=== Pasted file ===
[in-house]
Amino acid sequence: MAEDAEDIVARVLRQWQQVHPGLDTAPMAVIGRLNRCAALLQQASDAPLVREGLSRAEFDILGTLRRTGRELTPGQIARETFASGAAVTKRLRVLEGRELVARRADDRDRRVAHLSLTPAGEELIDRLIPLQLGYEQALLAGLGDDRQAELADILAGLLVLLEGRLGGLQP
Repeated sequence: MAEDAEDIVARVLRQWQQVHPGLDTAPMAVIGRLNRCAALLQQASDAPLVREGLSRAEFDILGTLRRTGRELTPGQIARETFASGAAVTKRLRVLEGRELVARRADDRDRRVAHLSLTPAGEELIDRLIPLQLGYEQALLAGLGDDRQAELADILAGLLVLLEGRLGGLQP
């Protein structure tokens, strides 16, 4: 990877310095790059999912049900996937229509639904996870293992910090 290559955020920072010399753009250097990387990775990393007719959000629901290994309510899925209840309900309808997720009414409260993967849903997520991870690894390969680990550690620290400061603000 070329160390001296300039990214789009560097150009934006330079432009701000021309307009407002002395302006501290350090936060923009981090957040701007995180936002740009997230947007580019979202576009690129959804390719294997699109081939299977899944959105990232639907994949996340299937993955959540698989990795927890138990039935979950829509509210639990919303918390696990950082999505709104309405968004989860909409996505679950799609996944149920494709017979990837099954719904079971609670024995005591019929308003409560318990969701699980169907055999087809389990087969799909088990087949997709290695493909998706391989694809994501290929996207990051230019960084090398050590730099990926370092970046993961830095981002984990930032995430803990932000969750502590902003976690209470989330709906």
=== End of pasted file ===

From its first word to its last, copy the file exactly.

[in-house]
Amino acid sequence: MAEDAEDIVARVLRQWQQVHPGLDTAPMAVIGRLNRCAALLQQASDAPLVREGLSRAEFDILGTLRRTGRELTPGQIARETFASGAAVTKRLRVLEGRELVARRADDRDRRVAHLSLTPAGEELIDRLIPLQLGYEQALLAGLGDDRQAELADILAGLLVLLEGRLGGLQP
Repeated sequence: MAEDAEDIVARVLRQWQQVHPGLDTAPMAVIGRLNRCAALLQQASDAPLVREGLSRAEFDILGTLRRTGRELTPGQIARETFASGAAVTKRLRVLEGRELVARRADDRDRRVAHLSLTPAGEELIDRLIPLQLGYEQALLAGLGDDRQAELADILAGLLVLLEGRLGGLQP
């Protein structure tokens, strides 16, 4: 990877310095790059999912049900996937229509639904996870293992910090 290559955020920072010399753009250097990387990775990393007719959000629901290994309510899925209840309900309808997720009414409260993967849903997520991870690894390969680990550690620290400061603000 070329160390001296300039990214789009560097150009934006330079432009701000021309307009407002002395302006501290350090936060923009981090957040701007995180936002740009997230947007580019979202576009690129959804390719294997699109081939299977899944959105990232639907994949996340299937993955959540698989990795927890138990039935979950829509509210639990919303918390696990950082999505709104309405968004989860909409996505679950799609996944149920494709017979990837099954719904079971609670024995005591019929308003409560318990969701699980169907055999087809389990087969799909088990087949997709290695493909998706391989694809994501290929996207990051230019960084090398050590730099990926370092970046993961830095981002984990930032995430803990932000969750502590902003976690209470989330709906």